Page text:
The Build Windows Conference is underway today and I’m planning on paying careful attention to how the user-interface and graphical architecture is impacted by Windows 8. Plenty of rumors have already been floating around related to new levels of support for touch and gestural interfaces (not a big surprise) a focus on virtualization (perhaps a bigger surprise), and cleaner ways to distrubute applications to end-users.

The most interesting rumors have been centered around a different UI paradigm, codenamed “Mosh”. As popular as it was to be a Microsoft-bashing, information-must-be-free Unix hacker in my formative years, I’ve always have a healthy respect for the impact that Windows 2.0 on the world of computing. I know that there were a number of graphical (even “windows-based” operating systems) that had been developed outside of Microsoft, but Windows 2.0, combined with Word and Excel, was a watershed moment for how we interact with out computing environments.

Will changes to the Windows 8 UI paradigm have similar impact? Certainly not. But, as someone that works directly with software for innovative visualization environments, any hints about how the desktop metaphor may be modified will have implications for visual computing everywhere. Early indications are that a new tiling interface (similar to that found on a Windows Phone) may supplant the traditional desktop experience.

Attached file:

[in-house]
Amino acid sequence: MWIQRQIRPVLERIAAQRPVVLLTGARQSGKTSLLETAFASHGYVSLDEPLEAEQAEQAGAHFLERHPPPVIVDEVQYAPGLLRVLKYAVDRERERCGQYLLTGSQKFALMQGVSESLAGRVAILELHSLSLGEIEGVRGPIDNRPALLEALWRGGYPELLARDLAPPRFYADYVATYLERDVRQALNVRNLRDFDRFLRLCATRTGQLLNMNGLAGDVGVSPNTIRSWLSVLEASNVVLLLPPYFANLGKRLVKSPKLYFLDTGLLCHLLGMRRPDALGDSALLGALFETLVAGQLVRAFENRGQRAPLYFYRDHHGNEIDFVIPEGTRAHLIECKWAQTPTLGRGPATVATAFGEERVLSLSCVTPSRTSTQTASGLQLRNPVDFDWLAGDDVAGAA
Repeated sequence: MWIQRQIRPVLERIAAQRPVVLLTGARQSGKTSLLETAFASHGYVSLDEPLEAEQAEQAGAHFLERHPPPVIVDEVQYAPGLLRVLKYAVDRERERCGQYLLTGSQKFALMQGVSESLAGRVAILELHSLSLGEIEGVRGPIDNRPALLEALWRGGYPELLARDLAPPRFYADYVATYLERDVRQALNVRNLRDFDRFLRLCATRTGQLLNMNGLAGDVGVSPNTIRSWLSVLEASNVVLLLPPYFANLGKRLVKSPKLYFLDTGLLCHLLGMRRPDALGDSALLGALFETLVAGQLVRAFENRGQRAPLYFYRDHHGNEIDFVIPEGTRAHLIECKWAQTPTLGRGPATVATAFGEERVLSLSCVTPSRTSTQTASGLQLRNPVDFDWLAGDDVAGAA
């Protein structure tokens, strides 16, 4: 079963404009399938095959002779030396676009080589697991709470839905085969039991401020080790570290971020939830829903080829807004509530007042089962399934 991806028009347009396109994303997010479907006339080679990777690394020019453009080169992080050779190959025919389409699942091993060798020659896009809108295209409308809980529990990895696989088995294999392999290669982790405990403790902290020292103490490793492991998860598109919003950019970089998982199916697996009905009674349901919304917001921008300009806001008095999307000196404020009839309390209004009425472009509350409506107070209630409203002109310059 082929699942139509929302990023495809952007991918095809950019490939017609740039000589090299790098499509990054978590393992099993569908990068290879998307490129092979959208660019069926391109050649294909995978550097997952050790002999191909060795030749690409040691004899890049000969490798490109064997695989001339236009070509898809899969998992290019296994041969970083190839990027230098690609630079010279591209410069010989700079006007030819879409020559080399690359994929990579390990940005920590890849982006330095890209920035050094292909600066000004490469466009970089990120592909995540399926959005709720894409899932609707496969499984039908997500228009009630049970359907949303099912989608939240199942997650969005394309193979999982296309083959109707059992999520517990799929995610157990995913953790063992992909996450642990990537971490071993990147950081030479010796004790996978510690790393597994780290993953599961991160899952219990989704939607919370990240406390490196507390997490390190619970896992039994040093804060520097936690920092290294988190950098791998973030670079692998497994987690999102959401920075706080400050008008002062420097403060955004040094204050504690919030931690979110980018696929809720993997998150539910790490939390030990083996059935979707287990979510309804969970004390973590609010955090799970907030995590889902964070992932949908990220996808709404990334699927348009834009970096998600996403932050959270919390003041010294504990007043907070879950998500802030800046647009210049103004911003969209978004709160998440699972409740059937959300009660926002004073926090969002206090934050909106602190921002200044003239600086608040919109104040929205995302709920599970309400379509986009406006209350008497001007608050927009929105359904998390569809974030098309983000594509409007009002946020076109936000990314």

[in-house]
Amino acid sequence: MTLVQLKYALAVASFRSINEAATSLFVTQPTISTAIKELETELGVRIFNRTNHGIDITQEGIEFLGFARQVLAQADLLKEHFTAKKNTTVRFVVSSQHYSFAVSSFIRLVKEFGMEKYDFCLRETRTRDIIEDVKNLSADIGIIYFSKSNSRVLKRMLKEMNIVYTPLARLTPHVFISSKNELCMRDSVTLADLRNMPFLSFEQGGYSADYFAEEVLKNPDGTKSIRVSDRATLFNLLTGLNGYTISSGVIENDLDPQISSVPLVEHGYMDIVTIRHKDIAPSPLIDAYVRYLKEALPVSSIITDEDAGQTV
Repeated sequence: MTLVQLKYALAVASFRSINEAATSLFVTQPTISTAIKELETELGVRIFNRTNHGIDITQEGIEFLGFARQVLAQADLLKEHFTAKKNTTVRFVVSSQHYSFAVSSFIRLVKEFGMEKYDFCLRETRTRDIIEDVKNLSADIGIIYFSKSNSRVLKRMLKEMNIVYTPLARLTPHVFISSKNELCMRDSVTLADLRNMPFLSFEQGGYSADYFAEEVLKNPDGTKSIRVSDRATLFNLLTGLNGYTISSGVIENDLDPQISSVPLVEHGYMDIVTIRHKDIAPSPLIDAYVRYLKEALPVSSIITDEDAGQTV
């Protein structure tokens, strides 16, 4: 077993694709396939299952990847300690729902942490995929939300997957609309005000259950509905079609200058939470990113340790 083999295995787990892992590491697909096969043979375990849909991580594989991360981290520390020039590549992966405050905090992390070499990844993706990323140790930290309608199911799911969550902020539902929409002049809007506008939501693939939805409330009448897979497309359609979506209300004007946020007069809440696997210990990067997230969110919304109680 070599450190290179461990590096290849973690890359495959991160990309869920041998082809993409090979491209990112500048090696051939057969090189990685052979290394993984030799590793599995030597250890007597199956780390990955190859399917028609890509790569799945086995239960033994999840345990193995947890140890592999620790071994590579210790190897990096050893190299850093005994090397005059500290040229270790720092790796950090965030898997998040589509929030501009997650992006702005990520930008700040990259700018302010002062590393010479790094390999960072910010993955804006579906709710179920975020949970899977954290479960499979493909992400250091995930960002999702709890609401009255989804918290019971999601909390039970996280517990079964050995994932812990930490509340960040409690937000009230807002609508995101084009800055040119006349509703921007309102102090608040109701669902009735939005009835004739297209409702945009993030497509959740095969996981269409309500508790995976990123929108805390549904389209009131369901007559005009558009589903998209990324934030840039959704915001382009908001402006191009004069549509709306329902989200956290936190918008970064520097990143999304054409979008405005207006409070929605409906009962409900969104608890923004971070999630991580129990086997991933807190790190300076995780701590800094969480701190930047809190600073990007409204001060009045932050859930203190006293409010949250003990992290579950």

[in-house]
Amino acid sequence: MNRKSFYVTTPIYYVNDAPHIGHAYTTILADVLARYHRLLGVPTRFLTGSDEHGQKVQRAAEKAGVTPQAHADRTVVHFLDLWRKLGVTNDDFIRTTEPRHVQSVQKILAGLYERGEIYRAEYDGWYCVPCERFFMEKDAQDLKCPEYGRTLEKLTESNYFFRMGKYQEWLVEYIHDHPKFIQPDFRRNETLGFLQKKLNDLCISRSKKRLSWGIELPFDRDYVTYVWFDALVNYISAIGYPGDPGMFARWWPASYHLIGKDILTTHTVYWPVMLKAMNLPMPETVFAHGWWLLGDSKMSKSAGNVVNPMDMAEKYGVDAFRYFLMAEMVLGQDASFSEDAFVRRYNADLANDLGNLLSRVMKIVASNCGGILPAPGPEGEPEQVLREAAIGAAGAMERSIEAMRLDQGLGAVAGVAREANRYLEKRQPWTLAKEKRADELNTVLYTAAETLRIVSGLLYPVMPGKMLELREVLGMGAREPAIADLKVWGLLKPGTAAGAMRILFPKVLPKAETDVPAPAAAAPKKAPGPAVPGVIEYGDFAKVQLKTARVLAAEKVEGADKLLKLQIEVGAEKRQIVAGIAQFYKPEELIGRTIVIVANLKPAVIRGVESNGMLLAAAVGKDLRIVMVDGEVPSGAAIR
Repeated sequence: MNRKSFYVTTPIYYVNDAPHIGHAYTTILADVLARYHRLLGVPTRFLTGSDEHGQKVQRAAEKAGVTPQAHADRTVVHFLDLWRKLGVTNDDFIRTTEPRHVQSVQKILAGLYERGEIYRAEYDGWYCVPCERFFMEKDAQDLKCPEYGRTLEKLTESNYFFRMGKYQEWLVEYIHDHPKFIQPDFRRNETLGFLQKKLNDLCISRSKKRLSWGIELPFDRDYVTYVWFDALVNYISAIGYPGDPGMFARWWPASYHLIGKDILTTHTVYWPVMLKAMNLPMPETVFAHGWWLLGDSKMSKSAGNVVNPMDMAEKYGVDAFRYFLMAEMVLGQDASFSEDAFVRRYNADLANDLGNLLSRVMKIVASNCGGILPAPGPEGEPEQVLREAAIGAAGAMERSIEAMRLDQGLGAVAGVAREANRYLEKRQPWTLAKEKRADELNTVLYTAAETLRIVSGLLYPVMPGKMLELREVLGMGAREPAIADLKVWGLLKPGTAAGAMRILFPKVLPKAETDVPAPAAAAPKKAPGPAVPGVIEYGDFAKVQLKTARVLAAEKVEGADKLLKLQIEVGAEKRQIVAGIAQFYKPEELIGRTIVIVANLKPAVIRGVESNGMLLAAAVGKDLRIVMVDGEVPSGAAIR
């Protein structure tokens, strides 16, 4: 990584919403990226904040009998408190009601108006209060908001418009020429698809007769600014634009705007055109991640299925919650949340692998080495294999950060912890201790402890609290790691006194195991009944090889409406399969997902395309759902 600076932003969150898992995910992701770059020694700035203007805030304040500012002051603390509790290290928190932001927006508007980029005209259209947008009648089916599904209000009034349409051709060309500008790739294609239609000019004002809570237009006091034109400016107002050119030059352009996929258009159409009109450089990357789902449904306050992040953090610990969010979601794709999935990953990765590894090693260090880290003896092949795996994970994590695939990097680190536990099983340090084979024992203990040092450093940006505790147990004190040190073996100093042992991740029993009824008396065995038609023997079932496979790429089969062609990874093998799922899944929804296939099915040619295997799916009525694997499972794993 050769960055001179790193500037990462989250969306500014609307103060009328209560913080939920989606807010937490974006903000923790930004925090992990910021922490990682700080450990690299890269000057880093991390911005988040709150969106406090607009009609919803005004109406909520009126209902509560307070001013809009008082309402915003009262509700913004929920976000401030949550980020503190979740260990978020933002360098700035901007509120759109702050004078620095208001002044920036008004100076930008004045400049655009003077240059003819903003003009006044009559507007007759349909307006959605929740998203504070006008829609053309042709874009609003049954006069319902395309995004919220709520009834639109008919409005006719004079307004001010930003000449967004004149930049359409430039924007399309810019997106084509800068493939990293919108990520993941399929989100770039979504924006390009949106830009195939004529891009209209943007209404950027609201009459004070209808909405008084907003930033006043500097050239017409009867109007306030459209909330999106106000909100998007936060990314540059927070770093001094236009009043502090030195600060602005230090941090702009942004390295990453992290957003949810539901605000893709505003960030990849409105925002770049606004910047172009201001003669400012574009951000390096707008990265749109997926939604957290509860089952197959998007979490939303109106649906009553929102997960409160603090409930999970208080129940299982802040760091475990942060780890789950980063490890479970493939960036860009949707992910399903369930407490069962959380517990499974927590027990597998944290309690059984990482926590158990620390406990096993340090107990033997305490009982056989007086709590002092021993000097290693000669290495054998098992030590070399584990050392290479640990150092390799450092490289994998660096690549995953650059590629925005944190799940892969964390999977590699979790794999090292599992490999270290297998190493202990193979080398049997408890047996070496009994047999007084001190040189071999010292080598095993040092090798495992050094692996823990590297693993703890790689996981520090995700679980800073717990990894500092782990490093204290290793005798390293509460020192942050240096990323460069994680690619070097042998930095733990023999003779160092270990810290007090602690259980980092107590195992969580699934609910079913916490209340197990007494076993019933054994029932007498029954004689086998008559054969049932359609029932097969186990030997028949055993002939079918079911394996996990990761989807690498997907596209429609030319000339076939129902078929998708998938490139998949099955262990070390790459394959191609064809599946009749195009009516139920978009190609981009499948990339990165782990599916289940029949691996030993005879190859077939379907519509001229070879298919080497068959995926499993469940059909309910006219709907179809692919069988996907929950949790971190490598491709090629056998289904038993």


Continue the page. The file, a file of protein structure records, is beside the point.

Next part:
I promise not to be distracted by teasers like an early copy of the build (Build 1802 is now available to attendees), the rumors of support for new input sensors, off-site parties, etc.. and stay focused on how Windows 8 will impact those of us interested in HCI and visual computing. Stay tuned as I learn more.

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About Christopher Jaynes

Jaynes received his doctoral degree at the University of Massachusetts, Amherst where he worked on camera calibration and aerial image interpretation technologies now in use by the federal government. Jaynes received his BS degree with honors from the School of Computer Science at the University of Utah. In 2004, he founded Mersive and today serves as the company's Chief Technology Officer. Prior to Mersive, Jaynes founded the Metaverse Lab at the University of Kentucky, recognized as one of the leading laboratories for computer vision and interactive media and dedicated to research related to video surveillance, human-computer interaction, and display technologies.

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